Today in Clinical Infectious Diseases two opposing commentaries debate whether or not mpox should be considered a sexually transmitted infection (STI).
While the 2022 global outbreak has largely been defined by sexual transmission among men who have sex with men (MSM), the disease has historically been defined via household contact, or animal-to-human contact via the ingestion of bushmeat.
Three requirements fulfilled
In the first article, physicians from Brigham & Women's Hospital in Boston and from California use epidemiologic factors to demonstrate causality. They suggest that, because the virus can be isolated from sexual fluids and because of the temporal association between sexual activity and subsequent infection, mpox should be considered an STI.
"The association between Mpox and sexual transmission thus far fulfills three important requisites: strong association, consistency across time and geographic location, and temporality," they write.
The authors said this definition should certainly be adopted in Europe and North America, but sexual transmission is not the dominant transmission mode in Africa, so designating the virus as an STI in that region may be unhelpful.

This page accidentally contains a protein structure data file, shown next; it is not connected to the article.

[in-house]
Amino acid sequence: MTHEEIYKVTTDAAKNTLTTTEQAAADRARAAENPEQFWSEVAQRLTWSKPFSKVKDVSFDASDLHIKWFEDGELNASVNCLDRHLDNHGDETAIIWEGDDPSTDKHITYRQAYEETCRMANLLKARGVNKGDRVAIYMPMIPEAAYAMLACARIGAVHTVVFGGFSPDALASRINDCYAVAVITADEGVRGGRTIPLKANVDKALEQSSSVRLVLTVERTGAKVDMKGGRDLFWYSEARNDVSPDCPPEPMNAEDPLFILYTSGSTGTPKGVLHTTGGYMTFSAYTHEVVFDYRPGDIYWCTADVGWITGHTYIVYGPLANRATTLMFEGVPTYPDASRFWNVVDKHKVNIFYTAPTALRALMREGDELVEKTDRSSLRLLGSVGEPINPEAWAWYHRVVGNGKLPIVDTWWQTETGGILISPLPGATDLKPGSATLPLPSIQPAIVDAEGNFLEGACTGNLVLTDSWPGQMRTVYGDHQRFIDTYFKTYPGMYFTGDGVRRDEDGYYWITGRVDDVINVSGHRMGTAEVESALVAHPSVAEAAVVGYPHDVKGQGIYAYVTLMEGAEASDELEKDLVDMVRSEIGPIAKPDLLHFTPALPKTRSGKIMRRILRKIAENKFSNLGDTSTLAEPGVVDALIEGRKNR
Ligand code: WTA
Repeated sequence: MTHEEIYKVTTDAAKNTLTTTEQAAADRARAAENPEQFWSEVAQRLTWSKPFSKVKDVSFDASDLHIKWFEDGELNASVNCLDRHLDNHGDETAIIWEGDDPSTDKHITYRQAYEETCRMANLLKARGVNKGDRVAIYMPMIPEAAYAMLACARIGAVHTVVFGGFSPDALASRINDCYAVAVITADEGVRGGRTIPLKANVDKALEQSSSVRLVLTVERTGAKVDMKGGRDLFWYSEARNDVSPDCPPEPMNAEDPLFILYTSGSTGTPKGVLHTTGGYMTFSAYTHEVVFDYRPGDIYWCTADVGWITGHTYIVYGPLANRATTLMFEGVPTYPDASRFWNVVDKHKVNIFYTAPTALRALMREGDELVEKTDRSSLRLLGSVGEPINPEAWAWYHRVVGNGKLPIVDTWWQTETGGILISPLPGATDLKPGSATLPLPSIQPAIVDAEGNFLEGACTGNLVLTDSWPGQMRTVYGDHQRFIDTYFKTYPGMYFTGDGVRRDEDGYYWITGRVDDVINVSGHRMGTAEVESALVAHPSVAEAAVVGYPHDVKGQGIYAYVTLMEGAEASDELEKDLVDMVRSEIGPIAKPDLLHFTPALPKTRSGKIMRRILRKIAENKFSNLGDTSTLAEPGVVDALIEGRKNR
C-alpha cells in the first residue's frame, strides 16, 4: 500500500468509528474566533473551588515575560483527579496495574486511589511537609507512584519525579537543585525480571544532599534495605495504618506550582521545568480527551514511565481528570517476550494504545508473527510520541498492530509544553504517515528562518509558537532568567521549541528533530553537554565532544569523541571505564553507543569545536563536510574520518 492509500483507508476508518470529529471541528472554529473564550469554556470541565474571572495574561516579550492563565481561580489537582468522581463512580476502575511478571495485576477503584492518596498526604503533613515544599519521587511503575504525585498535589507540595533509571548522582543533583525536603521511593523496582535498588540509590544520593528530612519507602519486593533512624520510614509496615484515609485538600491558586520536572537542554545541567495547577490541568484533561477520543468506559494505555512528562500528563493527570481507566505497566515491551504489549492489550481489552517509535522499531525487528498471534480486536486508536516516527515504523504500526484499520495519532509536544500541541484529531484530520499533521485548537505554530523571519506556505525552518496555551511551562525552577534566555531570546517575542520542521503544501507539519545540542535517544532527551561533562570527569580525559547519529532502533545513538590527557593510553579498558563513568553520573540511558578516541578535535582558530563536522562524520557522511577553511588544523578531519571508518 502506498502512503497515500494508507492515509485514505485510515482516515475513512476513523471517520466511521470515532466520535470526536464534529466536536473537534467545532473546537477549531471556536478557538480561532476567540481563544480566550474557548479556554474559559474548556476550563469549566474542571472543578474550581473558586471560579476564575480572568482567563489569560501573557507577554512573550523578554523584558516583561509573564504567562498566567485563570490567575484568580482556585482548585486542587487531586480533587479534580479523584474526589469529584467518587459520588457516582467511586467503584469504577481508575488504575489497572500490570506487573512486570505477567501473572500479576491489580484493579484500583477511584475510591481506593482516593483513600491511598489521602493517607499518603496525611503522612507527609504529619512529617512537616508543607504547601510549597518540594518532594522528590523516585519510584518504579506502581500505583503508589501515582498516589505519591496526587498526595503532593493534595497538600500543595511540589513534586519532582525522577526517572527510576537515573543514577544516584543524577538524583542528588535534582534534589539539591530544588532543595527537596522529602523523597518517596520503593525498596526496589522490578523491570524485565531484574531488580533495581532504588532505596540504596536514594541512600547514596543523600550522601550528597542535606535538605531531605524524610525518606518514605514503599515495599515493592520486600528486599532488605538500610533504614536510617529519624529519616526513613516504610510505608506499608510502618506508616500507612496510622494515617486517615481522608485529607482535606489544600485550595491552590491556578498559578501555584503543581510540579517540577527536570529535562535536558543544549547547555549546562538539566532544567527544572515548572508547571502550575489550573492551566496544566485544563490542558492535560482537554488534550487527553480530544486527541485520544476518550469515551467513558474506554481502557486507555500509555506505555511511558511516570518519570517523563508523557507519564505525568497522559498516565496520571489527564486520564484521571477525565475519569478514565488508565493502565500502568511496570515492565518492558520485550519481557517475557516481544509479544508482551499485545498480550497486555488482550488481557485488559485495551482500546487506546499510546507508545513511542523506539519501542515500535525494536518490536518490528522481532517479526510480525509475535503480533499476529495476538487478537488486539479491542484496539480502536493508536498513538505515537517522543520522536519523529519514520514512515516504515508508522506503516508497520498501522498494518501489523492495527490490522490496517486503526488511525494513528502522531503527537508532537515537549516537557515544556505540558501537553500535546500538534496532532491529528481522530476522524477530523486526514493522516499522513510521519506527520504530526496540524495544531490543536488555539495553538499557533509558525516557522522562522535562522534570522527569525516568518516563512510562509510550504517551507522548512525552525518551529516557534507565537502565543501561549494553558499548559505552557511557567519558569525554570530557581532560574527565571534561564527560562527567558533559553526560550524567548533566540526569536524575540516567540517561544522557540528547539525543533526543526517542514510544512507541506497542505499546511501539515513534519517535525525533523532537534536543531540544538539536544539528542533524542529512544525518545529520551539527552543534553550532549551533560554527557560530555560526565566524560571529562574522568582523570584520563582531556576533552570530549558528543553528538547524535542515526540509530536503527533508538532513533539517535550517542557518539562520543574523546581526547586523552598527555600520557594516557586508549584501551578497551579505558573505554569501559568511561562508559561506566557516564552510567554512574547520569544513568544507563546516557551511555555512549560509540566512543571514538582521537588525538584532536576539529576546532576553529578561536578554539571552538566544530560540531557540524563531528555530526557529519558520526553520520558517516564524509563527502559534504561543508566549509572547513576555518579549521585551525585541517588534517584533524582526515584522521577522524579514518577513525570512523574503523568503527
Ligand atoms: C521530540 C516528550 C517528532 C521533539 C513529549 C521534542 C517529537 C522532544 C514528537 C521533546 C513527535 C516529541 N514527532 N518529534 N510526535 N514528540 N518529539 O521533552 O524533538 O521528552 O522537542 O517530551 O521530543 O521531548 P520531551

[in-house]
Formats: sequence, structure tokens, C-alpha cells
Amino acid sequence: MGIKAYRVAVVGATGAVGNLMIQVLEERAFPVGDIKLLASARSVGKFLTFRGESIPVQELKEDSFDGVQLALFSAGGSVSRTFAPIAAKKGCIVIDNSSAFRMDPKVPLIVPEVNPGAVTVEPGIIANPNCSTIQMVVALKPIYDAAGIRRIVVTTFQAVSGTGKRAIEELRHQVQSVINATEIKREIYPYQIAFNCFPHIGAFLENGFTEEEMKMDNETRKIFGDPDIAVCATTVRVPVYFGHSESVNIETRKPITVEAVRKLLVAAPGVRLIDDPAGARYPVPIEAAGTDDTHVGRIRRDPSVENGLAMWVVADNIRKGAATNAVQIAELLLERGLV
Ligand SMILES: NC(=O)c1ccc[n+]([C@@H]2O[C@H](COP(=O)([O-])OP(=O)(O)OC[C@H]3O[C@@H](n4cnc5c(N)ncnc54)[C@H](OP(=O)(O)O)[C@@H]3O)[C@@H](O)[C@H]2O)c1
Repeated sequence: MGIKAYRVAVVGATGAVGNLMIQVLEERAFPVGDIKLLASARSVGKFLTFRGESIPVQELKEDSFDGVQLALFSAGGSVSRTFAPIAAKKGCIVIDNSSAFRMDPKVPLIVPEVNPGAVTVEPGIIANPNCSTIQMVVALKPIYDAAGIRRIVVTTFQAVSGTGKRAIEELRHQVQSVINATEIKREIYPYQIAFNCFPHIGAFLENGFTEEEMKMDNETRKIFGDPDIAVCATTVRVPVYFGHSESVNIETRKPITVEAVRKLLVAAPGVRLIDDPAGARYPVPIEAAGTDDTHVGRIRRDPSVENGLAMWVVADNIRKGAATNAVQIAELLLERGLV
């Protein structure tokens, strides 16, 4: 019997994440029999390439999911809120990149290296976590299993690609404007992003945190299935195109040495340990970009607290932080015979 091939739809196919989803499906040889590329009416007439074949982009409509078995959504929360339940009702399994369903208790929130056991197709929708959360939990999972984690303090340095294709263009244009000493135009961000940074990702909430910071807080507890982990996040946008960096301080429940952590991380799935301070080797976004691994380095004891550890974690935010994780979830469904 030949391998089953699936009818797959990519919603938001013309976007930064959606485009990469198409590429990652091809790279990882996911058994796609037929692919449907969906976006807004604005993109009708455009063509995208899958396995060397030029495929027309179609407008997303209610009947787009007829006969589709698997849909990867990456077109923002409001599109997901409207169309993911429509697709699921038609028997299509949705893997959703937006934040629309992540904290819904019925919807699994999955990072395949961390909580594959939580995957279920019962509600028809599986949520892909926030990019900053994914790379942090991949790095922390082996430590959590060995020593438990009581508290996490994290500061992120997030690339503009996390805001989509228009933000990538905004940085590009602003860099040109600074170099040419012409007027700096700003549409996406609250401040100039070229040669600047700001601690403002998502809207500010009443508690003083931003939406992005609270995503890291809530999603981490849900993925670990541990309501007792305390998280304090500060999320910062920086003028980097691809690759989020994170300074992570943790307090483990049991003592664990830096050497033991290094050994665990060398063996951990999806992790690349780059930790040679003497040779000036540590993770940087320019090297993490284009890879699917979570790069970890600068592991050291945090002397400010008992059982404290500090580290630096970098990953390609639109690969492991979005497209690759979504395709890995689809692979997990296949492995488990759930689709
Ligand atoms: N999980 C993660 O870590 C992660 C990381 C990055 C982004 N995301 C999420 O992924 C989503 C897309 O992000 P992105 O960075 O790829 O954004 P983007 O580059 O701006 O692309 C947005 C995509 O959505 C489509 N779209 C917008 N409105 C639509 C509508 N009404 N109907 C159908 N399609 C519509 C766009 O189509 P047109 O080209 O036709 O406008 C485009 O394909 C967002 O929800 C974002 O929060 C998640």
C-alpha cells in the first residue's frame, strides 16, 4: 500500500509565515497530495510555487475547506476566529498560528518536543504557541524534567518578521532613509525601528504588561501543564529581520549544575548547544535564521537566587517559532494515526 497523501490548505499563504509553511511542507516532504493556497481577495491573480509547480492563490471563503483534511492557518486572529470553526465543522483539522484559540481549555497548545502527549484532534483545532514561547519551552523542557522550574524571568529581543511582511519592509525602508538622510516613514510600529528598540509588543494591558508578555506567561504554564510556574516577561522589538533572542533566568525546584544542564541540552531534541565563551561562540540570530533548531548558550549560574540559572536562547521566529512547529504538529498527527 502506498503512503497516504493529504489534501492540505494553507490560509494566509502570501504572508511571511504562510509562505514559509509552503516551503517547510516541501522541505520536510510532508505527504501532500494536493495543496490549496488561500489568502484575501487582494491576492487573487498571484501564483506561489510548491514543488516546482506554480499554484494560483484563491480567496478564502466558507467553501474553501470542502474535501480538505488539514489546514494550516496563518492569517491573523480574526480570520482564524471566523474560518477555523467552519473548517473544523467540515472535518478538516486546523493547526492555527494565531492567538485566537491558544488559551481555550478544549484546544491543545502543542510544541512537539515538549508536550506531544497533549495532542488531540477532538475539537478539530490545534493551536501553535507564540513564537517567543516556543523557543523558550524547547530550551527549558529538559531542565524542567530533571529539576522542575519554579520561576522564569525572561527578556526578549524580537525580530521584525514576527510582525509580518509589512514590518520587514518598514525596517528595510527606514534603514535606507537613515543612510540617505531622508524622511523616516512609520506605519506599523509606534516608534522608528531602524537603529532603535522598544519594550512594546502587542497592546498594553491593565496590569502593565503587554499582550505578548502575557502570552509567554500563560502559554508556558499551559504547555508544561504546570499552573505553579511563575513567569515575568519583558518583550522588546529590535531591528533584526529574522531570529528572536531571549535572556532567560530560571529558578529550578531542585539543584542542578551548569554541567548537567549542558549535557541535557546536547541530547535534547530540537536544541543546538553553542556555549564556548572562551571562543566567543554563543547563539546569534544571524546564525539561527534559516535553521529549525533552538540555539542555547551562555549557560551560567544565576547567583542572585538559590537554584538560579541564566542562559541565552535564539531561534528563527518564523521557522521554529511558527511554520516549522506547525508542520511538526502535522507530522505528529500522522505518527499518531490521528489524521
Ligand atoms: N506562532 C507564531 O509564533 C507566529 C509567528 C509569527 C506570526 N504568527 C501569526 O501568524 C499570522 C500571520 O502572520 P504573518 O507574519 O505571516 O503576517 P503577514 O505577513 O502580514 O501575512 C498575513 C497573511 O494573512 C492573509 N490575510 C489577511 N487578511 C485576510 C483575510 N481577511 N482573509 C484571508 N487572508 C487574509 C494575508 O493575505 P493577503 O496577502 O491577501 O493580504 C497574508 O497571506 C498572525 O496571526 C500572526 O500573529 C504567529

The association between Mpox and sexual transmission thus far fulfills three important requisites: strong association, consistency across time and geographic location, and temporality
Need for historical context
The second commentary says that labeling mpox as an STI ignores the historical impact of the disease in Central and West Africa. "The majority of historical outbreaks have been localized with little to no sexual transmission noted, significantly differing from what is seen currently," the authors write.
By labeling the virus an STI, less attention could be given to pediatric cases or tracking the disease in other vulnerable groups who are more commonly affected in Africa, add the authors, Aniruddha Hazra, MD, of University of Chicago Medicine, and Joseph N Cherabie, MD, of Washington University School of Medicine in St. Louis.
The majority of historical outbreaks have been localized with little to no sexual transmission noted, significantly differing from what is seen currently
In September, CIDRAP published a commentary by H. Hunter Handsfield, MD, stating that mpox is certainly an STI, as sexual activity has been implicated in 95% of US cases, and MSM must be properly educated on the risks of contracting the virus.